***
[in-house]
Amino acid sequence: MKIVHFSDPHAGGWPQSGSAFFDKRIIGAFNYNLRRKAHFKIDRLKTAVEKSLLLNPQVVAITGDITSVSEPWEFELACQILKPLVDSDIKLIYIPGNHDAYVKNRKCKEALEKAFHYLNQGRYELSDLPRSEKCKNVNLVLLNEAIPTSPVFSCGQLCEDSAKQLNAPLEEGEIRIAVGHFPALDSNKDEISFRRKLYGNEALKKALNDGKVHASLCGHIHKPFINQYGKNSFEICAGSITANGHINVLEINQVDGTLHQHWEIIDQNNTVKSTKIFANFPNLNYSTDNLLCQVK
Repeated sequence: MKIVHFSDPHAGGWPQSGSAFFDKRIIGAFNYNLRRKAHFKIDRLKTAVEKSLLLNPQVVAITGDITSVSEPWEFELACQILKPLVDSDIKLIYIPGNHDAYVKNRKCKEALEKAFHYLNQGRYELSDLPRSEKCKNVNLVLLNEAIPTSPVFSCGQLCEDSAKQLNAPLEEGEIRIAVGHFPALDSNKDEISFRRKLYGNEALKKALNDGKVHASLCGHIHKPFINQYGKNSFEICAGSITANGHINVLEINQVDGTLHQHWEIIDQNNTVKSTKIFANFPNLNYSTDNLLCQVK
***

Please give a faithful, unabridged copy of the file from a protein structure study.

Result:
[in-house]
Amino acid sequence: MKIVHFSDPHAGGWPQSGSAFFDKRIIGAFNYNLRRKAHFKIDRLKTAVEKSLLLNPQVVAITGDITSVSEPWEFELACQILKPLVDSDIKLIYIPGNHDAYVKNRKCKEALEKAFHYLNQGRYELSDLPRSEKCKNVNLVLLNEAIPTSPVFSCGQLCEDSAKQLNAPLEEGEIRIAVGHFPALDSNKDEISFRRKLYGNEALKKALNDGKVHASLCGHIHKPFINQYGKNSFEICAGSITANGHINVLEINQVDGTLHQHWEIIDQNNTVKSTKIFANFPNLNYSTDNLLCQVK
Repeated sequence: MKIVHFSDPHAGGWPQSGSAFFDKRIIGAFNYNLRRKAHFKIDRLKTAVEKSLLLNPQVVAITGDITSVSEPWEFELACQILKPLVDSDIKLIYIPGNHDAYVKNRKCKEALEKAFHYLNQGRYELSDLPRSEKCKNVNLVLLNEAIPTSPVFSCGQLCEDSAKQLNAPLEEGEIRIAVGHFPALDSNKDEISFRRKLYGNEALKKALNDGKVHASLCGHIHKPFINQYGKNSFEICAGSITANGHINVLEINQVDGTLHQHWEIIDQNNTVKSTKIFANFPNLNYSTDNLLCQVK